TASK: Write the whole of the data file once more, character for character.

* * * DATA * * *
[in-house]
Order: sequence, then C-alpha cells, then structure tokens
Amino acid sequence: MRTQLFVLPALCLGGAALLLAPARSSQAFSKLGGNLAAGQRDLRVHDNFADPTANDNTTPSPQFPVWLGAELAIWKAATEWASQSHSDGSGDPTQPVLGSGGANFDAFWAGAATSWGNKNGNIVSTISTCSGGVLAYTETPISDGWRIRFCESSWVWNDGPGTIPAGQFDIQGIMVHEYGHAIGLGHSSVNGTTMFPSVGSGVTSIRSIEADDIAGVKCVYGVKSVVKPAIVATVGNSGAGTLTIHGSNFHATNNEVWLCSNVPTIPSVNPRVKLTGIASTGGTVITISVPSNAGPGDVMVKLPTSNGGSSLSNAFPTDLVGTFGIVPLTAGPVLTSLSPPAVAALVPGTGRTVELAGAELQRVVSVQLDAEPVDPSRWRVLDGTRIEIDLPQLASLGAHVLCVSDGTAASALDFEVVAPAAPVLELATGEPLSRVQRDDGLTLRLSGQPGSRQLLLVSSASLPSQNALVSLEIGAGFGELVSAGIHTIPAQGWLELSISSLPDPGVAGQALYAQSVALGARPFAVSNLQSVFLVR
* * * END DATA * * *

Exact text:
[in-house]
Order: sequence, then C-alpha cells, then structure tokens
Amino acid sequence: MRTQLFVLPALCLGGAALLLAPARSSQAFSKLGGNLAAGQRDLRVHDNFADPTANDNTTPSPQFPVWLGAELAIWKAATEWASQSHSDGSGDPTQPVLGSGGANFDAFWAGAATSWGNKNGNIVSTISTCSGGVLAYTETPISDGWRIRFCESSWVWNDGPGTIPAGQFDIQGIMVHEYGHAIGLGHSSVNGTTMFPSVGSGVTSIRSIEADDIAGVKCVYGVKSVVKPAIVATVGNSGAGTLTIHGSNFHATNNEVWLCSNVPTIPSVNPRVKLTGIASTGGTVITISVPSNAGPGDVMVKLPTSNGGSSLSNAFPTDLVGTFGIVPLTAGPVLTSLSPPAVAALVPGTGRTVELAGAELQRVVSVQLDAEPVDPSRWRVLDGTRIEIDLPQLASLGAHVLCVSDGTAASALDFEVVAPAAPVLELATGEPLSRVQRDDGLTLRLSGQPGSRQLLLVSSASLPSQNALVSLEIGAGFGELVSAGIHTIPAQGWLELSISSLPDPGVAGQALYAQSVALGARPFAVSNLQSVFLVR